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The Collaborative International Dictionary

Comfrey \Com"frey\, n. [Prob. from F. conferve, L. conferva, fr. confervere to boil together, in medical language, to heal, grow together. So called on account of its healing power, for which reason it was also called consolid

  1. ] (Bot.) A rough, hairy, perennial plant of several species, of the genus Symphytum.

    Note: A decoction of the mucilaginous root of the ``common comfrey'' ( Symphytum officinale) is used in cough mixtures, etc.; and the gigantic ``prickly comfrey'' ( Symphytum asperrimum) is somewhat cultivated as a forage plant.


n. Any of several species of perennial herbs of the genus (taxlink Symphytum genus noshow=1), often specifically (taxlink Symphytum officinale species noshow=1).

  1. n. perennial herbs of Europe and Iran; make rapidly growing groundcover for shaded areas [syn: cumfrey]

  2. leaves make a popular tisane; young leaves used in salads or cooked [syn: healing herb]

Comfrey, MN -- U.S. city in Minnesota
Population (2000): 367
Housing Units (2000): 171
Land area (2000): 0.420939 sq. miles (1.090226 sq. km)
Water area (2000): 0.000000 sq. miles (0.000000 sq. km)
Total area (2000): 0.420939 sq. miles (1.090226 sq. km)
FIPS code: 12772
Located within: Minnesota (MN), FIPS 27
Location: 44.109328 N, 94.904116 W
ZIP Codes (1990): 56019
Note: some ZIP codes may be omitted esp. for suburbs.
Comfrey, MN

Comfrey (also comphrey) is a common name for plants in the genus Symphytum. Comfrey species are important herbs in organic gardening. It is used as a fertilizer and as an herbal medicine. The most commonly used species is Russian comfrey Symphytum × uplandicum, which is a cross or hybrid of Symphytum officinale (common comfrey) and Symphytum asperum (rough comfrey).

Usage examples of "comfrey".

I make a powerful home remedy made from comfrey and jewelweed, guaranteed to take away itching faster than you can say William Jefferson Clinton.

Also meadow-sweet, meadow-rue, and comfrey of every shade of purple, the water avens and forget-me-not, also that loveliest plant the bog-bean, with trefoil leaves and feathery blossoms.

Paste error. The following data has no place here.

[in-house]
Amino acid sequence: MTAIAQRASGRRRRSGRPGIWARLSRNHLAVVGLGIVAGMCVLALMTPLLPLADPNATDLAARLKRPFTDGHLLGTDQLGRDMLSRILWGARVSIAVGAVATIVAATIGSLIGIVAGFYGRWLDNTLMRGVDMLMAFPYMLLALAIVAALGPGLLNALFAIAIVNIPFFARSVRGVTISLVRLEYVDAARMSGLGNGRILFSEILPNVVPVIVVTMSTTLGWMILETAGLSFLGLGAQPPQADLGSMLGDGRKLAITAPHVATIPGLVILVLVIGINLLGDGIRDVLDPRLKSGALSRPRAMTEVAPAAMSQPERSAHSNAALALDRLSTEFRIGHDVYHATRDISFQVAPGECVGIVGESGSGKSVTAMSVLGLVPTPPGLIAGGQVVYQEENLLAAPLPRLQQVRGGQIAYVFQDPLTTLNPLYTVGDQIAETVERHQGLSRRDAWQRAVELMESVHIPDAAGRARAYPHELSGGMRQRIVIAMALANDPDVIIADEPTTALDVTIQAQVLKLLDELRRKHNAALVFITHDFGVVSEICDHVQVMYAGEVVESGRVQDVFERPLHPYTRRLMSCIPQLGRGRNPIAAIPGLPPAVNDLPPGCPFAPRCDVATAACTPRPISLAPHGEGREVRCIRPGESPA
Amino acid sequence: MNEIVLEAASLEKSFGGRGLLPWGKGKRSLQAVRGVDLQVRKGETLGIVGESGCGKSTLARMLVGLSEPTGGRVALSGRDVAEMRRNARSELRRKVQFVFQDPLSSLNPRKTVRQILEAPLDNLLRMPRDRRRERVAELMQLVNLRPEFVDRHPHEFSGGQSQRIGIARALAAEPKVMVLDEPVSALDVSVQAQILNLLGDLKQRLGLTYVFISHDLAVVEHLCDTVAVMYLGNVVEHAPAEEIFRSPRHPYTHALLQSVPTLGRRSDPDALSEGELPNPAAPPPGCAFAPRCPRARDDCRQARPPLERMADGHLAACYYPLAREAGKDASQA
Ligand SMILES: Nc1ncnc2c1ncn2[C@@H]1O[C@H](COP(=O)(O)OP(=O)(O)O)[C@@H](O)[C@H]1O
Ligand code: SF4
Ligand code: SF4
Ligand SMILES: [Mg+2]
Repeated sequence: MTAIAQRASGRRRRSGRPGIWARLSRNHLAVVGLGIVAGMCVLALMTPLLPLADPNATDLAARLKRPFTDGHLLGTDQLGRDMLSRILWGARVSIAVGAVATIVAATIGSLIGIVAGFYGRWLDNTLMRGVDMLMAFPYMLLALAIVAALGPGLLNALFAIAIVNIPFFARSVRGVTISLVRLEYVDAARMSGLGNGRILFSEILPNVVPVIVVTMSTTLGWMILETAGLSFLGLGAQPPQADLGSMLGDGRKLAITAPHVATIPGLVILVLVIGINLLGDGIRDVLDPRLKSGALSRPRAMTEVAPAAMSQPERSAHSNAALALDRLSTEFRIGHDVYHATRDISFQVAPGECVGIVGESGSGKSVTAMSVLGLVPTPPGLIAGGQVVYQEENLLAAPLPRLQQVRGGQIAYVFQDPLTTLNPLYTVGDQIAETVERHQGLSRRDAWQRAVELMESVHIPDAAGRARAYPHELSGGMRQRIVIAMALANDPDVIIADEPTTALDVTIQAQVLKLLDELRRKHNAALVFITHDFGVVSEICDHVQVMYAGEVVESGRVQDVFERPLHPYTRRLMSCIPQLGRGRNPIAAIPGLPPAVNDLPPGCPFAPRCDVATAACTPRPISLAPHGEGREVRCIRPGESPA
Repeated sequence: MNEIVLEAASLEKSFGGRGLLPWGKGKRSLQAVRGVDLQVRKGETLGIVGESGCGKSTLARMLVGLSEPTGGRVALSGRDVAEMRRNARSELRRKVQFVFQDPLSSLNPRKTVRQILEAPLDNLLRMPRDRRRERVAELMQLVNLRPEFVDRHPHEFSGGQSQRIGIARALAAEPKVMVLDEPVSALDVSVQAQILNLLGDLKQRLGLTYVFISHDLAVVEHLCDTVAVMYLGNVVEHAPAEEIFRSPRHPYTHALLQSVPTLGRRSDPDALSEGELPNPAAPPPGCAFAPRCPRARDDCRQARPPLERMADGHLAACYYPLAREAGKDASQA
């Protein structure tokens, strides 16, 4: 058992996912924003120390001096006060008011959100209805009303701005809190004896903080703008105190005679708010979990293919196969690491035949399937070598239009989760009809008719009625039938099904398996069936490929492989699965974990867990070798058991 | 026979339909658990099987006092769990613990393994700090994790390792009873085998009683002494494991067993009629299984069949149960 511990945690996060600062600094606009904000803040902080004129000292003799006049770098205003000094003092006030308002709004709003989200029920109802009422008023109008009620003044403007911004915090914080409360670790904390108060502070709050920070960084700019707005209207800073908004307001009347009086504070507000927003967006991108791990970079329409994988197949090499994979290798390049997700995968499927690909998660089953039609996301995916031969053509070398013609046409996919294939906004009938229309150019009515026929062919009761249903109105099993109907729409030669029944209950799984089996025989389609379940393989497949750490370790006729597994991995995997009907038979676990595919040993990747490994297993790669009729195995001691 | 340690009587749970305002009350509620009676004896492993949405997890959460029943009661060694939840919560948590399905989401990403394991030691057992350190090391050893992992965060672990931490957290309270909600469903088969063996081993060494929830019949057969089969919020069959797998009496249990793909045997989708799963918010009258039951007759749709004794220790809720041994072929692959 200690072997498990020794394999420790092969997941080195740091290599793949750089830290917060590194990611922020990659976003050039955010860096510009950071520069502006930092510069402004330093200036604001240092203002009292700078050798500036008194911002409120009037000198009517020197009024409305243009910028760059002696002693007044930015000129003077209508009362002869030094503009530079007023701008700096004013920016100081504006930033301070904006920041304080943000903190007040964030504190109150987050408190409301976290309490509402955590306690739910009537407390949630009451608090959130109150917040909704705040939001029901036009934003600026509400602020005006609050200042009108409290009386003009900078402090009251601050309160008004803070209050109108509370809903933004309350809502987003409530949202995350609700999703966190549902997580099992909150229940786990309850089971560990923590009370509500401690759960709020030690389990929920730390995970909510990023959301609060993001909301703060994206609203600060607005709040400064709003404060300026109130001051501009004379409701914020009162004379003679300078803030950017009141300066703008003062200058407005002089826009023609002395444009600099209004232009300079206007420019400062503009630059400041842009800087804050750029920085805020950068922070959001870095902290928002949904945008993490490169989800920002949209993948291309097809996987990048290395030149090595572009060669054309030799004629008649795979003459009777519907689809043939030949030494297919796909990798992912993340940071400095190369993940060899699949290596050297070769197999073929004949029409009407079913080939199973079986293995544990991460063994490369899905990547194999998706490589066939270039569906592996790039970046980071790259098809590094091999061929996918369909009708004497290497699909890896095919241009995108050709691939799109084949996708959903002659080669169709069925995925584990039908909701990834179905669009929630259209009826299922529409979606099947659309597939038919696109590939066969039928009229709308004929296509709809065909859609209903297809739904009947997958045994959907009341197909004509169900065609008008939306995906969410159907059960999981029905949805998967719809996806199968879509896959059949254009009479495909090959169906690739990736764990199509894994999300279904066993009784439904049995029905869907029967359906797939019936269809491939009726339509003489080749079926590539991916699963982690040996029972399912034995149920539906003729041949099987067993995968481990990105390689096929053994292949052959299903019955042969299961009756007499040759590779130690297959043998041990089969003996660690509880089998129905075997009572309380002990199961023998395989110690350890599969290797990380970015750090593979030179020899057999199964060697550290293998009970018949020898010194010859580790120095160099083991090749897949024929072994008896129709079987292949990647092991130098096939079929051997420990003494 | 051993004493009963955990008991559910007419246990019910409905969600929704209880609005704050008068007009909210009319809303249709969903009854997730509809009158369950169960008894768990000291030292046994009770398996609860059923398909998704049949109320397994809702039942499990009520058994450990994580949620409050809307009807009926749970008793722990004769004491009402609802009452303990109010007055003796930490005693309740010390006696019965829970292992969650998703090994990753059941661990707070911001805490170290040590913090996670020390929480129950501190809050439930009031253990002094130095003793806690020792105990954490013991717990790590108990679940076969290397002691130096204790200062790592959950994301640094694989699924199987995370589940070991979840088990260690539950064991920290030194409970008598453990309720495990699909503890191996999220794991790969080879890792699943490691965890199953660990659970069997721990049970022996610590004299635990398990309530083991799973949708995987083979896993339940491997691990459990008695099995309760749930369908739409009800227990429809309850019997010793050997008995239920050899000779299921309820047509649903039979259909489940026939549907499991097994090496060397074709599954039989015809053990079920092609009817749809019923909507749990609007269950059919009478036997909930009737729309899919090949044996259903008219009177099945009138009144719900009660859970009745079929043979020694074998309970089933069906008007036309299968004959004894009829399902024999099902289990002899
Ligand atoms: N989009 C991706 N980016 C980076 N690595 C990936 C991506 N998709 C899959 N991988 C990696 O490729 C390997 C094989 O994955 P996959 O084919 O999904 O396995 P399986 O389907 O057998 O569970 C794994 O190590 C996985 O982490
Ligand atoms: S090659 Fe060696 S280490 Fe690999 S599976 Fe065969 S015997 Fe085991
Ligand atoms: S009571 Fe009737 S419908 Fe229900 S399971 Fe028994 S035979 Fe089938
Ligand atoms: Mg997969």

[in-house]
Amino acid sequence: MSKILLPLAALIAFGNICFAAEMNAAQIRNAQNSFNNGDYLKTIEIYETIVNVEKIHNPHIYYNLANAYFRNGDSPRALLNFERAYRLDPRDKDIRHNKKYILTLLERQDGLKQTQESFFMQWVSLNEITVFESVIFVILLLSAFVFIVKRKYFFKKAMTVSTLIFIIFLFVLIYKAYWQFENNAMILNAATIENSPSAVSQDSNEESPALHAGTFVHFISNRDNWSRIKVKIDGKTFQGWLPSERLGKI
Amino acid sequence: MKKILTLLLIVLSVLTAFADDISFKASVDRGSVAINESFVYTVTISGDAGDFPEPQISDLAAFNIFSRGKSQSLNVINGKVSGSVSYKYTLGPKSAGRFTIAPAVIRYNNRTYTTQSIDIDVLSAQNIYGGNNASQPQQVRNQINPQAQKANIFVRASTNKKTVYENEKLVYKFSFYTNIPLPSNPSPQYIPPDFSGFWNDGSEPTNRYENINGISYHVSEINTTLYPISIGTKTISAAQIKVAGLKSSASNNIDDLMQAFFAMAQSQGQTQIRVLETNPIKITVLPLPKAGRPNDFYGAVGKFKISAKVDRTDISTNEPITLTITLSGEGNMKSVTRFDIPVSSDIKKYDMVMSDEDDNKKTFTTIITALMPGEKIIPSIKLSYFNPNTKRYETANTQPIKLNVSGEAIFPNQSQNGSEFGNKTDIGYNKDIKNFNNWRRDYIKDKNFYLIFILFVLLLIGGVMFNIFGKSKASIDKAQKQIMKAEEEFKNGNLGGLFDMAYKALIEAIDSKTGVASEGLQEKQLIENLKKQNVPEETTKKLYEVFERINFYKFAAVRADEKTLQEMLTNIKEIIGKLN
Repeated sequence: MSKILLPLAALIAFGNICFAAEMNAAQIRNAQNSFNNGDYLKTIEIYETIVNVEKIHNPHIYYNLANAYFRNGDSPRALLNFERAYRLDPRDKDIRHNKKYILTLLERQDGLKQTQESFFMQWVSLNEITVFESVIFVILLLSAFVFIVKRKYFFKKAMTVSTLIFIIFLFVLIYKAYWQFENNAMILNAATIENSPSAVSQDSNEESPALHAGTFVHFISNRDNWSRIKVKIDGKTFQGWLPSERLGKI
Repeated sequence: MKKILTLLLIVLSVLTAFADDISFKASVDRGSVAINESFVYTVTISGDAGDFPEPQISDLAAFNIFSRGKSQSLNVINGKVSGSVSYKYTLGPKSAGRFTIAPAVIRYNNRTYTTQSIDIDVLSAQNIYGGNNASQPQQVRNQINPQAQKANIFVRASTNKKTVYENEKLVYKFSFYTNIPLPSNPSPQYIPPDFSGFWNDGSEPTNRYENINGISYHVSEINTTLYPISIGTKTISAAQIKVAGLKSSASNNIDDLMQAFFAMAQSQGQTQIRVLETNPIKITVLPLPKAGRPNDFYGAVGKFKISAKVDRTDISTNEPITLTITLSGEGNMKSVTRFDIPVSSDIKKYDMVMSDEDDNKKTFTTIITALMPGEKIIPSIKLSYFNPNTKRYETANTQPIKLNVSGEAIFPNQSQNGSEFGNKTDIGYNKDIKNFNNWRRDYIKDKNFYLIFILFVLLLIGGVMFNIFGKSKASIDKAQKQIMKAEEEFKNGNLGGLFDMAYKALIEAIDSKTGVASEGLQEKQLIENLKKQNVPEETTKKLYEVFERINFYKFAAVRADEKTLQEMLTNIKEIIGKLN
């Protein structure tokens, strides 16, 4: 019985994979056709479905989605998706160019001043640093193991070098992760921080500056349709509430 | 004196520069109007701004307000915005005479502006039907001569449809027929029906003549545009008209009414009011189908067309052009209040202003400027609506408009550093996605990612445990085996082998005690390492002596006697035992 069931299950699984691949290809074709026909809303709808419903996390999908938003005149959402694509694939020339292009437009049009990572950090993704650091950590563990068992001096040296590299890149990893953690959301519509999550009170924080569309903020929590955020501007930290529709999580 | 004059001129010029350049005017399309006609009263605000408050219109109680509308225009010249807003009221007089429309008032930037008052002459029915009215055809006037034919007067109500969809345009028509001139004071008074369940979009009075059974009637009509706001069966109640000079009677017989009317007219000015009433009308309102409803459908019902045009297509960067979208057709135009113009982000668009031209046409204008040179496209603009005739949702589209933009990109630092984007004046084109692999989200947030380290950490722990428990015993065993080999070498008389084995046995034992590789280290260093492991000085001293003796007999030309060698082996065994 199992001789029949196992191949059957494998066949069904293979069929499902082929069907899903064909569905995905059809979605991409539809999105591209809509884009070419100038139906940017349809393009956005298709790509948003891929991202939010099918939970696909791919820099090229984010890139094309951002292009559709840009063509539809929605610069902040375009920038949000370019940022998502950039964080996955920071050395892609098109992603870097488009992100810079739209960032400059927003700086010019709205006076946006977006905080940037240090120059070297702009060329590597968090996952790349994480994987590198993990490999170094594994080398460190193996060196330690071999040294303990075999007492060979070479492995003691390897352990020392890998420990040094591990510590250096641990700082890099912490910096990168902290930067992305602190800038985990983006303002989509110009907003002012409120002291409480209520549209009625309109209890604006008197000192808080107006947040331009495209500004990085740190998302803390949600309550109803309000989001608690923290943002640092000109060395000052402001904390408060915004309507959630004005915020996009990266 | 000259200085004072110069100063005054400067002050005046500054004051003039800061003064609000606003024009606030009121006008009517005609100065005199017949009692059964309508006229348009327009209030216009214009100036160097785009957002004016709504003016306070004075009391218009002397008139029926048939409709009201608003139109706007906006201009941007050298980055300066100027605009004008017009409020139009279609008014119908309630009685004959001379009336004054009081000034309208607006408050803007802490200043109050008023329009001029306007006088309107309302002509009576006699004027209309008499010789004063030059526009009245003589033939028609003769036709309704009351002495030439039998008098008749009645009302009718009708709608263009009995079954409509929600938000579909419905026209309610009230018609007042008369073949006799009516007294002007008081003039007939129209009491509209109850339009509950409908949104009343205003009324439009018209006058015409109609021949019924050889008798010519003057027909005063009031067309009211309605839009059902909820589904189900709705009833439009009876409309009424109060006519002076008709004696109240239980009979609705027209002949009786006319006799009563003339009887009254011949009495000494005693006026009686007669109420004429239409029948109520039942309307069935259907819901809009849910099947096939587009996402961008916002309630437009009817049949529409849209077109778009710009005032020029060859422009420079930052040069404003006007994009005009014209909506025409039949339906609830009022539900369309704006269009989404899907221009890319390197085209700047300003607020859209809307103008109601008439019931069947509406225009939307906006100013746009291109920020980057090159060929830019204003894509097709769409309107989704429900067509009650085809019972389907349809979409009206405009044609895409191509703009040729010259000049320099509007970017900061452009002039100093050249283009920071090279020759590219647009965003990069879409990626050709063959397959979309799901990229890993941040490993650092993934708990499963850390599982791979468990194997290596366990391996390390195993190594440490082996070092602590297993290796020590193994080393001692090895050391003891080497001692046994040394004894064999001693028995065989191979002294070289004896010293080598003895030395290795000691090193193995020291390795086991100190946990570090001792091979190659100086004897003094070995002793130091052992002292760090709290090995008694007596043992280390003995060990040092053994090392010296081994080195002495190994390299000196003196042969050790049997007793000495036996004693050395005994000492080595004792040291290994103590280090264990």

Some, like comfrey, are commercially available, but I prefer to buy the dried herbs in their pure form and make my own recipes.

A comfrey poultice, too, but I brought comfrey and powdered slippery elm with me.

She made a paste out of boiling water and powdered slippery elm bark, worked powdered comfrey root into it and spread the mixture, still hot, on a bandage.

Sister Hyacinthe knelt beside the man, crushed the puffball over the unpleasant hole in his arm and carefully wrapped the warm comfrey poultice around the arm.

They dined early on beef stew, homemade bread and cottage cheese, and were drinking comfrey tea on the back steps when Alfie emerged from the woods lugging armfuls of boards, a long saw and a duffel bag.

When Brill told me Sister Hyacinthe was going to make a fresh comfrey poultice tonight I had to come and watch.

For a main dish she would stuff comfrey leaves with cheese and breadcrumbs.

As she peeled the dark brown skin off the comfrey roots she had picked on the way back, a glutinous mucilage oozed out.

She chopped the white comfrey root and applied the gummy substance directly to the wound -- it stopped the bleeding and would help heal the bone -- then wrapped it with more soft leather.

She brought it inside to put into the wooden cooking pot, then decided to add a little of the leftover comfrey root as well.

Bone mending and wound healing came to mind when she saw the large downy comfrey leaves beside the roots drying outside in the sun, and the colorful marigolds were healing for open wounds, ulcers, and skin sores.

Holding the pressure point with one hand, Ayla dipped comfrey root in water to rinse it.

She made a poultice of the comfrey root and wrapped the leg in soft leather.